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How period tracking apps and data privacy fit into a post-Roe v. Wade climate

In the wake of the leaked draft Supreme Court opinion that would overturn Roe v. Wade, privacy experts are increasingly concerned about how data collected from period-tracking apps, among other applications, could potentially be used to penalize anyone seeking or considering an abortion.

Millions of people use apps to help track their menstrual cycles. Flo, which bills itself as the most popular period and cycle tracking app, has amassed 43 million active users. Another app, Clue, claims 12 million monthly active users.

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Orthodox Christian churches are drawing in far-right American converts

When Sarah Riccardi-Swartz moved from New York City to a small Appalachian town in West Virginia in the fall of 2017, she was searching for an answer to a puzzling question. Why had a group of conservative American Christians converted to Russian Orthodoxy?

"It's typically an immigrant faith, so I was really interested in that experience and why it spoke to converts," said Riccardi-Swartz, a postdoctoral fellow in the Recovering Truth project at Arizona State University.

Bobby Elias

An anti-abortion activist scales skyscrapers to spread his message

Maison Des Champs knew he would likely be arrested once he reached the top of the New York Times Building in Manhattan on Thursday but he was at peace with that — he had been arrested just two days earlier after solo climbing the Salesforce Tower in San Francisco.

Surprisingly, the police were nowhere to be found when he finished his climb that morning. Des Champs hightailed it out of there, racing down some 52 flights of stairs in climbing shoes before he slipped out through an emergency exit.


3 journalists have been killed over 3 days in Mexico

Three journalists have been killed in Mexico over the course of a three-day span, according to several reports.

Two Mexican journalists from the news website El Veraz — Yesenia Mollinedo, the director, and Sheila Johana García, a reporter — were shot to death Monday in the eastern state of Veracruz, said the state's attorney general, Verónica Hernández.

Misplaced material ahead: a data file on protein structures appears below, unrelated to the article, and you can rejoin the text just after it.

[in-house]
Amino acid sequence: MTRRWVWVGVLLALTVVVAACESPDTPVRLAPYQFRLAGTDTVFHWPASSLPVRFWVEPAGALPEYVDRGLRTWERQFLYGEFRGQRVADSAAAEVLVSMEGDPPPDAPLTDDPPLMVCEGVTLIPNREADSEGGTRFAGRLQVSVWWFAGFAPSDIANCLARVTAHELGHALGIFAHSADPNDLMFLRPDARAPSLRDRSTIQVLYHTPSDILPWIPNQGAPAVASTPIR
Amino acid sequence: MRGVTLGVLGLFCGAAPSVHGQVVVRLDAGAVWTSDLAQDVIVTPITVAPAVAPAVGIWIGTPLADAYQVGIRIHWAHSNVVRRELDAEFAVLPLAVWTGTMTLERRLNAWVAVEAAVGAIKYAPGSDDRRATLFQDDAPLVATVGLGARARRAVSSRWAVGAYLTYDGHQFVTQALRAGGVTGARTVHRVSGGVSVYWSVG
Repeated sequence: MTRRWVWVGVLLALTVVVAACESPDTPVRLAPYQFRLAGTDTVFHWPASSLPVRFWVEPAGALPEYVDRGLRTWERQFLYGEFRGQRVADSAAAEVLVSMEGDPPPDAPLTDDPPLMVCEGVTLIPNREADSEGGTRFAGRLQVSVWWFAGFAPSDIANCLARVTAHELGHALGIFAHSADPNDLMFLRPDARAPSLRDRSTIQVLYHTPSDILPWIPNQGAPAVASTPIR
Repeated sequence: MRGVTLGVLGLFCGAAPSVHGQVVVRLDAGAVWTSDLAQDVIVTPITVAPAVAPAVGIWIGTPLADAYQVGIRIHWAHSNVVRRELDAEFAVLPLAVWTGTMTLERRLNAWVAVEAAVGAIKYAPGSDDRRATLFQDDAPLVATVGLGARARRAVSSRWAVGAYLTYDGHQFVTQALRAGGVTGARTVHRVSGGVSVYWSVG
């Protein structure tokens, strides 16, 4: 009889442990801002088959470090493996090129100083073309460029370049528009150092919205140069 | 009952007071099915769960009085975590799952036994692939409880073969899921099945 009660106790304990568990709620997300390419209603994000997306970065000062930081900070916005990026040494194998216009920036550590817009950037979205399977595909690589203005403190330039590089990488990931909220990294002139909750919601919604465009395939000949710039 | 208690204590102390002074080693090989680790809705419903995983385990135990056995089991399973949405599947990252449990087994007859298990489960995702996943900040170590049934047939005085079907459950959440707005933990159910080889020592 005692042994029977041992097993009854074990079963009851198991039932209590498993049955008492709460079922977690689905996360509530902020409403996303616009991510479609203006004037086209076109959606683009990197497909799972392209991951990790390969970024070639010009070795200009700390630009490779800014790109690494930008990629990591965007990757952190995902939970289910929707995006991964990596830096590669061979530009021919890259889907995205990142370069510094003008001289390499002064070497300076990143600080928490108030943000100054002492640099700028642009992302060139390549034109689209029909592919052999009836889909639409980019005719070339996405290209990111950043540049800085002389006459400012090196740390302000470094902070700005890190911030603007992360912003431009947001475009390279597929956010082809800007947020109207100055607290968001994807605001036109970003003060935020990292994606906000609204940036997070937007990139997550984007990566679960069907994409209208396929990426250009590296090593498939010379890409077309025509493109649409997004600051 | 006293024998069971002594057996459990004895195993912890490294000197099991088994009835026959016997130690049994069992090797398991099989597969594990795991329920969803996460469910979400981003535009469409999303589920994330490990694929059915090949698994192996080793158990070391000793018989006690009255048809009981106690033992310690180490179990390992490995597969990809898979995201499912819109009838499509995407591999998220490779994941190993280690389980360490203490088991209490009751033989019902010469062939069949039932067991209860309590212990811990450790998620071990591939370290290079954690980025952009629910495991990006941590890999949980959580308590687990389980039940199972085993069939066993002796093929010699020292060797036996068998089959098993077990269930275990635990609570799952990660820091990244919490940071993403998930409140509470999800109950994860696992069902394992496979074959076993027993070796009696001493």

Winner praises the Pulitzer board's commitment to the 'heart' in journalism

What does it feel like to win a Pulitzer Prize?

Between tears of joy, Maria Hinojosa told NPR, "It's like a dream and when I stop crying it's like, Wow!"

On Monday, Hinojosa and her team of producers and editors at Futuro Media won the Pulitzer Prize in audio recording for a seven-part podcast series called Suave. The show is about a man reentering society after serving more than 30 years in prison. It was a project decades in the making.

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Wisconsin voters with disabilities say their right to vote is at risk

Twenty-seven years ago, Martha Chambers was injured in a horseback riding accident that left her paralyzed from the neck down.

"I use my mouth to do a lot of things — like that mouth stick there, I use for those remotes and that keyboard," she describes while giving a tour of her apartment in Milwaukee, Wis.

Come election time, that's also how she fills out her absentee ballot.


The ripple effects of Russia's war in Ukraine are changing the world

Far from Russia's war in Ukraine, stores are running out of cooking oil, people are paying more at the gas pump, farmers are scrambling to buy fertilizer and nations are rethinking alliances.

Russia's invasion of Ukraine has triggered seismic repercussions: a fast-moving refugee crisis, unprecedented sanctions against a major economy and a shakeup of global relationships, including a reinvigorated NATO. Below, we zoom in on some of the ways the world has changed since the war began on Feb. 24.


The number of Americans who say they won't get a COVID shot hasn't budged in a year

West Hansen pilots his muddy Subaru through the industrial landscape of Southeast Texas where he grew up — past Bible churches, donut shops and the silver industrial towers of the refineries. The longtime social worker says he's given up trying to explain to his clients how safe the COVID-19 vaccines are.

"I've grown weary of it," he says. "I've realized that there's no convincing somebody once they have their mind made up."

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In Texas, abortion laws inhibit care for miscarriages

As the Supreme Court appears poised to return abortion regulation to the states, recent experience in Texas illustrates that medical care for miscarriages and dangerous ectopic pregnancies would also be threatened if restrictions become more widespread.


3 primary contests to watch Tuesday in West Virginia and Nebraska

In the Republican strongholds of West Virginia and Nebraska, bitter divisions within a few notable GOP primary contests take center stage Tuesday.

Former President Donald Trump has endorsed candidates in competitive races in both states, making Tuesday another evaluation of his influence over the Republican Party after a successful showing for Trump-supported candidates last week.